It's not surprising that Time Warner's (NYSE:TWX) AOL is still buffing up its online offerings. Its most recent purchase is a Web-based chat and instant-messaging concern called Userplane.

Although Userplane, which was founded in 2001, only employs 12 people, it has managed to get some high-profile clients, including News Corp.'s (NYSE:NWS) MySpace, Honda, and Marvel Entertainment.

The obvious benefit of the acquisition is that Userplane lets social-networking, blog, and niche communities easily deploy text, voice, and video chat capabilities on their sites. Userplane offers its product for a fee (based on usage) or for free with advertising.

AOL's price for the company has not been disclosed; the deal was signed July 28 and closed last week. In its press release, AOL revealed that this is the third acquisition it has made this year, after acquiring Truveo and Lightningcast. Many Internet giants have been on an acquisitive kick lately, snapping up small purveyors of hot, innovative, community-based Web products. Last year, Yahoo! (NASDAQ:YHOO) was on a similar kick, as illustrated by its acquisitions of companies like Flickr and

AOL's got a lot of work ahead of it, now that it has decided to offer so many of its services free of charge. Instant messaging has always been one of its strongest offerings (and free, to boot) -- if you consider all its IM products, AOL claims to support 83 million users. But it's also got hefty competition from the likes of Yahoo!, Microsoft (NASDAQ:MSFT), and Google (NASDAQ:GOOG), all of which offer free chat programs. I recently explored some of the challenges facing AOL's chat program AIM; its rivals may be gaining ground in instant messaging, where AIM has long been the leader.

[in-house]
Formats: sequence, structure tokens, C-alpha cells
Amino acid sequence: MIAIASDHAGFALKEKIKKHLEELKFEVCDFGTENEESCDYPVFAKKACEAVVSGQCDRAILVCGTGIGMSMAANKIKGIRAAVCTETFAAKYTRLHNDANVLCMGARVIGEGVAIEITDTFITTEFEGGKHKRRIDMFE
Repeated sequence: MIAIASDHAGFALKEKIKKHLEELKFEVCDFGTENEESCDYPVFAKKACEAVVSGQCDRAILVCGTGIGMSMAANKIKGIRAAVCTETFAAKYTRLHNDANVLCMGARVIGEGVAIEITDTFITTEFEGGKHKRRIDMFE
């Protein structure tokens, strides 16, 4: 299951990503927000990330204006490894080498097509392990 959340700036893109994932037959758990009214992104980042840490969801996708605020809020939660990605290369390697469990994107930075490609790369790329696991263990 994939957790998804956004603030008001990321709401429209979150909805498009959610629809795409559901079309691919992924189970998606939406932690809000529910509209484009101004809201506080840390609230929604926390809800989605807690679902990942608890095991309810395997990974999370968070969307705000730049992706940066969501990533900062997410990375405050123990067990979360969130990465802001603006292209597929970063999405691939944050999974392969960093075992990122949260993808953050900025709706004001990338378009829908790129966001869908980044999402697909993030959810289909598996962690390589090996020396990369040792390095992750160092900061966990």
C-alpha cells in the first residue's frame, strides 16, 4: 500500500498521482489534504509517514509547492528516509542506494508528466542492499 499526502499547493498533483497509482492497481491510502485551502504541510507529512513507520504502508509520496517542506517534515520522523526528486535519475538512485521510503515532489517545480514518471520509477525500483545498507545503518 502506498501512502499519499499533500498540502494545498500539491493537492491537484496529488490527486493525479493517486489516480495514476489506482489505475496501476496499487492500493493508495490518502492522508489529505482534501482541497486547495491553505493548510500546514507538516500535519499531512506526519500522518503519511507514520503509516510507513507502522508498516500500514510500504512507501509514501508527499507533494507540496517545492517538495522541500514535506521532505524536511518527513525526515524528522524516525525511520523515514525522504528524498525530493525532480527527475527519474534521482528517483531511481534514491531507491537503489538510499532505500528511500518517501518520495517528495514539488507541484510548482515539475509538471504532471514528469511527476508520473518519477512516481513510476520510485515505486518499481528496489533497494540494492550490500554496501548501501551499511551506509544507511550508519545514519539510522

So it's not exactly a surprise that AOL is acquiring Userplane, since community-based connections are all the rage right now. And it certainly doesn't hurt to have exposure to the MySpace crowd, which might be the most interesting element of this deal. (After all, consider the amount Google is shelling out to offer search to MySpace denizens.)

Of course, Time Warner investors must surely wonder how much AOL is paying for a small company in a hot space, especially with so many other Internet companies also playing the innovation-through-acquisition game. Hopefully, the strategy will end up being worth AOL's while.

For more on AOL, see the following Foolish articles:

Time Warner and Marvel Entertainment are Motley Fool Stock Advisor recommendations. Microsoft is a Motley Fool Inside Value recommendation.

Alyce Lomax does not own shares of any of the companies mentioned.